Kuwait is reportedly finalising plans for its first ever dollar-denominated debt sale.
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The Financial Times reports that bankers from at least two international banks flew to Kuwait City in the first week of January to discuss the country’s plans to debut on international markets.
The sale could raise up to $10bn, according to the publication, but will depend on market reaction to Donald Trump’s first weeks as US President.
“The timing is still hazy,” a banker was quoted as saying. “They want to wait until markets are relatively calm.”
The government is said to have not hired international banks for the issue and could still delay until April or May.
The news follows local reports in November that the current would issue dollar-denominated sovereign bonds worth up to $9.6bn in the fiscal year ending on March 31.
Like other Gulf states, Kuwait is looking to utilise low global interest rates to plug its budget deficit, which is projected at $28.9bn for the current fiscal year ending in April.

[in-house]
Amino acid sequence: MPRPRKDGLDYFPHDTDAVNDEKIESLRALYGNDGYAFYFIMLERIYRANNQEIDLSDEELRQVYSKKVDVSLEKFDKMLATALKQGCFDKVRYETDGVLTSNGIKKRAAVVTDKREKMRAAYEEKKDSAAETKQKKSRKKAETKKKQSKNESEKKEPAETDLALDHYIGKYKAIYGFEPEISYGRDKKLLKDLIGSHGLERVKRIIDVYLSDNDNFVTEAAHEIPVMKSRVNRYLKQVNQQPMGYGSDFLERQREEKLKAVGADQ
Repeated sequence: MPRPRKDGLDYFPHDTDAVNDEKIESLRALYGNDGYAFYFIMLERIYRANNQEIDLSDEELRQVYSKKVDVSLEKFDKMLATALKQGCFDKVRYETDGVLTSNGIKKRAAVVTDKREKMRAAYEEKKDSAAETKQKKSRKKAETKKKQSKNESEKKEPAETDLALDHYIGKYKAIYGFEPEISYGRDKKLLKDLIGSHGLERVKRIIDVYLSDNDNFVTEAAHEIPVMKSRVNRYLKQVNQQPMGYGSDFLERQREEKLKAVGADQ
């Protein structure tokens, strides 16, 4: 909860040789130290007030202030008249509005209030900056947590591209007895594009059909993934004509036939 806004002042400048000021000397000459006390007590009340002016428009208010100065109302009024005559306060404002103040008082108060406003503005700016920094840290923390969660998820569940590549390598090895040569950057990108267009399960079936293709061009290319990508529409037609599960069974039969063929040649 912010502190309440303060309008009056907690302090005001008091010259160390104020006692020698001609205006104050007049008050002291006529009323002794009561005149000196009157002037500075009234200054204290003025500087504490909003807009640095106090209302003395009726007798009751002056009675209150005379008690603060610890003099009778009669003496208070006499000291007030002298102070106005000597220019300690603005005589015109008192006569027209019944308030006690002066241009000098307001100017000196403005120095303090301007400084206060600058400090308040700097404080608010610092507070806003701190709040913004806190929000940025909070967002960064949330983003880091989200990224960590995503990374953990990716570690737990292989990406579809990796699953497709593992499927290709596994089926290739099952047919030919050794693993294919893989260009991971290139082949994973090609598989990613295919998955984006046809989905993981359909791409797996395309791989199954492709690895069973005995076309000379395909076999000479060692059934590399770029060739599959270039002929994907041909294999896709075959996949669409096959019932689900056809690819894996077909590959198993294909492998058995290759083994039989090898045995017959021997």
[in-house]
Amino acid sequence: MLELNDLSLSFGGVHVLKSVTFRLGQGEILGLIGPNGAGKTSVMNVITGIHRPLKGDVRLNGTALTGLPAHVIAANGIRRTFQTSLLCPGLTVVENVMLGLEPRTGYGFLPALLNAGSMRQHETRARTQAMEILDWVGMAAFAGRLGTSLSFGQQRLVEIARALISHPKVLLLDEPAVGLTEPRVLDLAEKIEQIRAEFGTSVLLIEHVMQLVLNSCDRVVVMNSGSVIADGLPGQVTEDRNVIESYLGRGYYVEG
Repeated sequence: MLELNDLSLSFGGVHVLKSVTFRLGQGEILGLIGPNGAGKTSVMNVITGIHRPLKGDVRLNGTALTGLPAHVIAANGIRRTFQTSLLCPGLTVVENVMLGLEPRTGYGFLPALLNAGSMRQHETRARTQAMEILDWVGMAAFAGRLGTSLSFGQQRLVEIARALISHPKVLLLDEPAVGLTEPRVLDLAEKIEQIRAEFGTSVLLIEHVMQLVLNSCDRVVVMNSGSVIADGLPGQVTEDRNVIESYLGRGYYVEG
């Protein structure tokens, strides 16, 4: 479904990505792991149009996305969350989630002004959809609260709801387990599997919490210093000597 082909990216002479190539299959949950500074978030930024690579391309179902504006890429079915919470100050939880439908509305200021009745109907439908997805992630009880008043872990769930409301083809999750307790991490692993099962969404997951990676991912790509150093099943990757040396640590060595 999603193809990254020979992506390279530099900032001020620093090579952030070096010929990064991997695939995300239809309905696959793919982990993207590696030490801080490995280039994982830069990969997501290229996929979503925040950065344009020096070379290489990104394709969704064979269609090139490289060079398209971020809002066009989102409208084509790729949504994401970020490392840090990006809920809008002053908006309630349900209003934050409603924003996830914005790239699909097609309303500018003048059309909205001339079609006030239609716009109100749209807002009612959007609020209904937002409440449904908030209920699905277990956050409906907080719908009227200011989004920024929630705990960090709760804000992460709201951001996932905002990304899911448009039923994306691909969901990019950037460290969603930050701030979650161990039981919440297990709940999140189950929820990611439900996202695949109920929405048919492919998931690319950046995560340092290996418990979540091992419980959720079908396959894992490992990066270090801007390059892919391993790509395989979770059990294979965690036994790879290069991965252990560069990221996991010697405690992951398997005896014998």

Last year saw record bond sales from Qatar and Saudi Arabia in May and October respectively.
Overall GCC sovereign borrowers raised $33bn in 2016, 10 times that raised in the previous year, according to Dealogic.
Kuwait is considered under less pressure than less pressure than some of its Gulf neighbours due to to the size of its sovereign wealth fund and the recent increase in oil prices to above $55 a barrel.
However, the country has faced stiff opposition to austerity measures including increases in water, electricity and fuel prices.
Kuwait’s Emir dissolved the country’s parliament last year due to disputes with the government over the fuel price increase.
Since then, many of the new members of parliament elected in November have pledged to block or roll back any measures that impact Kuwaitis.
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